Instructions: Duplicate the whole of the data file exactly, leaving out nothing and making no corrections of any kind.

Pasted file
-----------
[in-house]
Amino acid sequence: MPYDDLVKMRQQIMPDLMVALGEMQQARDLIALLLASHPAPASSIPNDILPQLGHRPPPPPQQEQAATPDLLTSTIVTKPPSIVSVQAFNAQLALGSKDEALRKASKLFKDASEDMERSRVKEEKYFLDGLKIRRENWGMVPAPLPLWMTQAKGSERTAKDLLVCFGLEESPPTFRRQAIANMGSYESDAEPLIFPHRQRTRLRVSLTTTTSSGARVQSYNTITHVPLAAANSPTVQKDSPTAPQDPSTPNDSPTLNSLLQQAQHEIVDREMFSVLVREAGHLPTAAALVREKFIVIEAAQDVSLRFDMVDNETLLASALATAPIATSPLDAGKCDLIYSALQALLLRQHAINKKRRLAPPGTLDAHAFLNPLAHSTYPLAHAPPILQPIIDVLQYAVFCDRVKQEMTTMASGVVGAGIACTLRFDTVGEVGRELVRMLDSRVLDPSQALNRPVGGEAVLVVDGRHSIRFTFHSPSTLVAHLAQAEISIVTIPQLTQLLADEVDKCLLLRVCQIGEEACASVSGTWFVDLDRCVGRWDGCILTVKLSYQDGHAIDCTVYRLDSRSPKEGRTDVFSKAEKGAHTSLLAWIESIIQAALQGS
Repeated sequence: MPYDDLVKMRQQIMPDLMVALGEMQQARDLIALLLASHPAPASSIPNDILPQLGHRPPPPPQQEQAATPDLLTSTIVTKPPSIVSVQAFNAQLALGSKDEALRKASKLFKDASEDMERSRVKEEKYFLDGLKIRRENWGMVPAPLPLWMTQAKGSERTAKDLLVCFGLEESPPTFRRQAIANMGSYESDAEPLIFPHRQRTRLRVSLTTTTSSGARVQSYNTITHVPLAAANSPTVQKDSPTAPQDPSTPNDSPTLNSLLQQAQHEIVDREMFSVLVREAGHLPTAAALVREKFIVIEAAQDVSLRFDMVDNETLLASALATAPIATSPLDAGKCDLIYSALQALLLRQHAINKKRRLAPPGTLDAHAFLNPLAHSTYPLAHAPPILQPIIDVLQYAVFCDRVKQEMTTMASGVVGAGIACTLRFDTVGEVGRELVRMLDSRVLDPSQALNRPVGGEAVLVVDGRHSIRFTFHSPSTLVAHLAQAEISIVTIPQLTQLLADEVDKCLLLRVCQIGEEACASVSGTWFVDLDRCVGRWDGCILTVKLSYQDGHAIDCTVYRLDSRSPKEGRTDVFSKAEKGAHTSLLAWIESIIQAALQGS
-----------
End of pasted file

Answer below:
[in-house]
Amino acid sequence: MPYDDLVKMRQQIMPDLMVALGEMQQARDLIALLLASHPAPASSIPNDILPQLGHRPPPPPQQEQAATPDLLTSTIVTKPPSIVSVQAFNAQLALGSKDEALRKASKLFKDASEDMERSRVKEEKYFLDGLKIRRENWGMVPAPLPLWMTQAKGSERTAKDLLVCFGLEESPPTFRRQAIANMGSYESDAEPLIFPHRQRTRLRVSLTTTTSSGARVQSYNTITHVPLAAANSPTVQKDSPTAPQDPSTPNDSPTLNSLLQQAQHEIVDREMFSVLVREAGHLPTAAALVREKFIVIEAAQDVSLRFDMVDNETLLASALATAPIATSPLDAGKCDLIYSALQALLLRQHAINKKRRLAPPGTLDAHAFLNPLAHSTYPLAHAPPILQPIIDVLQYAVFCDRVKQEMTTMASGVVGAGIACTLRFDTVGEVGRELVRMLDSRVLDPSQALNRPVGGEAVLVVDGRHSIRFTFHSPSTLVAHLAQAEISIVTIPQLTQLLADEVDKCLLLRVCQIGEEACASVSGTWFVDLDRCVGRWDGCILTVKLSYQDGHAIDCTVYRLDSRSPKEGRTDVFSKAEKGAHTSLLAWIESIIQAALQGS
Repeated sequence: MPYDDLVKMRQQIMPDLMVALGEMQQARDLIALLLASHPAPASSIPNDILPQLGHRPPPPPQQEQAATPDLLTSTIVTKPPSIVSVQAFNAQLALGSKDEALRKASKLFKDASEDMERSRVKEEKYFLDGLKIRRENWGMVPAPLPLWMTQAKGSERTAKDLLVCFGLEESPPTFRRQAIANMGSYESDAEPLIFPHRQRTRLRVSLTTTTSSGARVQSYNTITHVPLAAANSPTVQKDSPTAPQDPSTPNDSPTLNSLLQQAQHEIVDREMFSVLVREAGHLPTAAALVREKFIVIEAAQDVSLRFDMVDNETLLASALATAPIATSPLDAGKCDLIYSALQALLLRQHAINKKRRLAPPGTLDAHAFLNPLAHSTYPLAHAPPILQPIIDVLQYAVFCDRVKQEMTTMASGVVGAGIACTLRFDTVGEVGRELVRMLDSRVLDPSQALNRPVGGEAVLVVDGRHSIRFTFHSPSTLVAHLAQAEISIVTIPQLTQLLADEVDKCLLLRVCQIGEEACASVSGTWFVDLDRCVGRWDGCILTVKLSYQDGHAIDCTVYRLDSRSPKEGRTDVFSKAEKGAHTSLLAWIESIIQAALQGS